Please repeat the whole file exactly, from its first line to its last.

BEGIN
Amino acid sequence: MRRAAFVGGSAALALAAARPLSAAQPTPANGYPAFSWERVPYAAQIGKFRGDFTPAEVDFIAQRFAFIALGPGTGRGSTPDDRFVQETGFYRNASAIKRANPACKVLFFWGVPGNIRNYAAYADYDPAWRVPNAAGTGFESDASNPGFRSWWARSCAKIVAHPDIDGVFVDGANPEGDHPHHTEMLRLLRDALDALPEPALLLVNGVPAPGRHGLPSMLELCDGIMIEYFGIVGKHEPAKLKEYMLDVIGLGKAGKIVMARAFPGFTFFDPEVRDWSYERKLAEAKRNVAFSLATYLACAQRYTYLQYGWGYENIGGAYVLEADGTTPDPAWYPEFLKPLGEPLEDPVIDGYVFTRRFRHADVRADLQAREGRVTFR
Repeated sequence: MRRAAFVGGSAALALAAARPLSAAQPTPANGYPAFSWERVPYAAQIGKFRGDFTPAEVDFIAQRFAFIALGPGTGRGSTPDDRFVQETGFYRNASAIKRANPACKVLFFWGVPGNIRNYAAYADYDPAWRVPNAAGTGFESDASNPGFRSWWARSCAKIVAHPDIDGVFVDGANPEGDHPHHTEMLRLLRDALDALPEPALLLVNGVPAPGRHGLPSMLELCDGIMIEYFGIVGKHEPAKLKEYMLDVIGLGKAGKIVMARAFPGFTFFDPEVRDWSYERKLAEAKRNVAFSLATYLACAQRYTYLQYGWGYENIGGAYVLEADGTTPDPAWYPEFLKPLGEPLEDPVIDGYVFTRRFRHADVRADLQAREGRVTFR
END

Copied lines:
Amino acid sequence: MRRAAFVGGSAALALAAARPLSAAQPTPANGYPAFSWERVPYAAQIGKFRGDFTPAEVDFIAQRFAFIALGPGTGRGSTPDDRFVQETGFYRNASAIKRANPACKVLFFWGVPGNIRNYAAYADYDPAWRVPNAAGTGFESDASNPGFRSWWARSCAKIVAHPDIDGVFVDGANPEGDHPHHTEMLRLLRDALDALPEPALLLVNGVPAPGRHGLPSMLELCDGIMIEYFGIVGKHEPAKLKEYMLDVIGLGKAGKIVMARAFPGFTFFDPEVRDWSYERKLAEAKRNVAFSLATYLACAQRYTYLQYGWGYENIGGAYVLEADGTTPDPAWYPEFLKPLGEPLEDPVIDGYVFTRRFRHADVRADLQAREGRVTFR
Repeated sequence: MRRAAFVGGSAALALAAARPLSAAQPTPANGYPAFSWERVPYAAQIGKFRGDFTPAEVDFIAQRFAFIALGPGTGRGSTPDDRFVQETGFYRNASAIKRANPACKVLFFWGVPGNIRNYAAYADYDPAWRVPNAAGTGFESDASNPGFRSWWARSCAKIVAHPDIDGVFVDGANPEGDHPHHTEMLRLLRDALDALPEPALLLVNGVPAPGRHGLPSMLELCDGIMIEYFGIVGKHEPAKLKEYMLDVIGLGKAGKIVMARAFPGFTFFDPEVRDWSYERKLAEAKRNVAFSLATYLACAQRYTYLQYGWGYENIGGAYVLEADGTTPDPAWYPEFLKPLGEPLEDPVIDGYVFTRRFRHADVRADLQAREGRVTFR